Homebrew VLF Receivers

by Wolfgang Buescher, DL4YHF

last updated: January 2011.

To escape from the domestic QRM on VLF, a remote E-field antenna was used. The distance between the RX site and the radio shack was a bit too large for a cable connection, so a "recycled" UHF FM link is used. The receiver also runs on battery power to eliminate coupling noise from the house to the VLF rx site. The dynamic range of this "HiFi" wireless audio link isn't spectacular, but for occasional listening it's ok (in 2011, it was replaced with a new FM link).

This is an older (short-range) remote VLF receiver, with the UHF FM transmitter (tiny yagi on top of the yellow plastic bin):

A closeup of the differential amplifier (before an additional L/C lowpass was added). The connector for the upper and lower antenna rod are on the left. A low-noise, large bandwidth opamp (LT 6242) is used as an instrumentation amplifier with very large input impedance. The diagram is similar to the ADA (active differential antenna) described at www.vlf.it .

And, in the shack, the UHF FM receiver. It was once a miniature receiver from a wireless "HiFi" headphone, but without the small yagi antenna the received signal was too noisy:

The received signal (from the UHF FM receiver) is fed into an USB audio device (once a Creative Extigy, in the meantime replaced with an EMU-0202 which doesn't require external power). Residual hum is removed from the VLF signal by digital signal processing (automatic multi-notch filter), implemented in Spectrum Lab :

Digital filter settings for VLF reception / natural radio, part 1

(green curve: input spectrum before filtering with an awful lot of mains harmonics up to 5 kHz;
cyan curve: output spectrum after passing through notch filters and bandpass)

Digital filter settings for VLF reception / natural radio, part 2

For the E-field, the automatic notch filter only needed to operate between 0 and 8000 Hz (parameter "AFL" = autonotch frequency limit). This way, the notch filter does not remove the 'Alpha' beeps around 12 kHz.

Besides the limited dynamic range of the FM link, the audio is quite pleasant for occasional listening. Here is a reassigned live spectrogram with a diffuse whistler, some sferics, and the usual 'Alpha' (RSDN) beeps taken 2010-03-22 :

VLF 'natural radio' spectrogram with a diffuse whistler

<to be continued..>

2011-01 : New 'remote' VLF receiver

To get further away from the local QRM (mains), a new E-field receiver was built, this time with a flea-power UHF FM transmitter already inside. In January 2011, this started as a 'platform' to test different frontends, like this one:

VLF frontend using JFETs

Along with other amplifiers and the FM modulator, the VLF 'frontend' was built inside an enclosure to have 'all in a box' (actually, the box is a plastic tube with end caps from the local hardware store). Most sub-circuits are built on individual small breadboards, soldered on the main board, so they can be easily replaced if necessary.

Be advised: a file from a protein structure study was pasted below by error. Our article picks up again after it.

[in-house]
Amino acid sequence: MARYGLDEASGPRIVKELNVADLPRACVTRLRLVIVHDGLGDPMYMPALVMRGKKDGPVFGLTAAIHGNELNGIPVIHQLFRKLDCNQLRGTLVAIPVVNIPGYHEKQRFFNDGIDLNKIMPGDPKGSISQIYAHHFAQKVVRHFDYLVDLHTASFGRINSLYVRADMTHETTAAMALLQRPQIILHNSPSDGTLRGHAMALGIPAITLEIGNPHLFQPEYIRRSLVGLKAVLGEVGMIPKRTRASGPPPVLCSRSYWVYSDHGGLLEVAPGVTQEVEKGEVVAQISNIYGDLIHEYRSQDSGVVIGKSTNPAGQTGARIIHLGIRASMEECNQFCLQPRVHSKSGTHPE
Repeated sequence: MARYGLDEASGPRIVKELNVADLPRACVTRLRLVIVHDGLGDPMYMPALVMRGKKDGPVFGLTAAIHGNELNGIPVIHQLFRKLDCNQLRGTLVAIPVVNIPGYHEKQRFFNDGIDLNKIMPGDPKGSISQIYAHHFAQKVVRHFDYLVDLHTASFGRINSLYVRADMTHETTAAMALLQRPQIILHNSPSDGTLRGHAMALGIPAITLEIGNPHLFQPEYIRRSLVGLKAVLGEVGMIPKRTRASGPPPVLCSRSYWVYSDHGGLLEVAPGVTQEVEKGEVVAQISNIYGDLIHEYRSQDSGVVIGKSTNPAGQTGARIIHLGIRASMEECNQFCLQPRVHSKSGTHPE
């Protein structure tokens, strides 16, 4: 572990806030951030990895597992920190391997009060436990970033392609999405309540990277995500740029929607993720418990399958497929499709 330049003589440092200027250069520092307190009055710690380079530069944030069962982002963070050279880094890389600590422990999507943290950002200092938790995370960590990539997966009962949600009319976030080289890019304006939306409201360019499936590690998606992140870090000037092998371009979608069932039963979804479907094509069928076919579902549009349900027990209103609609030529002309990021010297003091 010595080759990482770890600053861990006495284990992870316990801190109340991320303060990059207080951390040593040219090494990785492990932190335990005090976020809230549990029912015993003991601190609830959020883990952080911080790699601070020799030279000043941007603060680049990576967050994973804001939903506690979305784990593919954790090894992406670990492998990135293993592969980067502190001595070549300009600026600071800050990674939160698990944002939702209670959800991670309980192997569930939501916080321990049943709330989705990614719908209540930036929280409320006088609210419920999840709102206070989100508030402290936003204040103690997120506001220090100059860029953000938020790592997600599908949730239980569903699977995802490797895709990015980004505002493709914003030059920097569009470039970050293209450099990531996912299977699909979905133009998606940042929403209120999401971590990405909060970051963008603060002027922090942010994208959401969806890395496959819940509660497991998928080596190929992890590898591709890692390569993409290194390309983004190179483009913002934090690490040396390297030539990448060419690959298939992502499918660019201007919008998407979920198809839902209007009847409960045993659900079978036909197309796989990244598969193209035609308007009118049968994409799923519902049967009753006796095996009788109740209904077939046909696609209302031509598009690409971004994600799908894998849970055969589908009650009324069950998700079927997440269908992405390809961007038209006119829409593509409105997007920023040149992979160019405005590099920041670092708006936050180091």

VLF-UHF "transponder"

The receiver uses a 1.5 meter long, 1 cm diameter aluminium tube, threaded through one of the plasic endcaps. It is located 6 meters above ground, tied to the trunk of a tree:

VLF / UHF transponder, closeup on location

The location is pretty rural, but still a lot of noise originating from power lines...

VLF receiver location

The supply voltage (12 V DC) is fed though a DC/DC converter, which provides galvanic decoupling from the AC mains. This is similar to an 'Austin Transformer' used for lighting radio masts. Actually, this *is* a radio mast even though with an output power of a few milliwatts...

Insulating DC / DC converter for the power feed

The left side is the input (primary), actually a free running sinewave oscillator running at 200 kHz. The black tape-covered ring is the secondary coil. The small PCB on the right side contains a rectifier, and (added later) a 12 Volt regulator IC for the output voltage, feeding the VLF receiver. Schematics (without the 12 volt regulator on the secondary side, labelled "OUT"). Note that the relatively large stray inductance of the secondary is partially compensated with a series capacitor (here: 22 nF). This capacitor was only required in a test, when the load current exceeded 100 mA. The primary turns are evenly distributed over the T200-2 core. The placement of the 4 feedback turns doesn't matter (but the polarity).

DC/DC converter / insulator schematics

The counterpoise for the VLF receiver is a small ground stake, located as far away from any underground cables as possible.

To avoid overloading the FM transmitter with the strong Navy transmitters, an 8-pole 15 kHz lowpass was added between the VLF receiver and the UHF transmitter:

active 15 kHz lowpass

See also: Radio Direction Finding on VLF ,

a ferrite-less, portable VLF H-field antenna ,

a collection of VLF spectrograms (mostly H-field) ,

back to DL4YHF's main ham radio homepage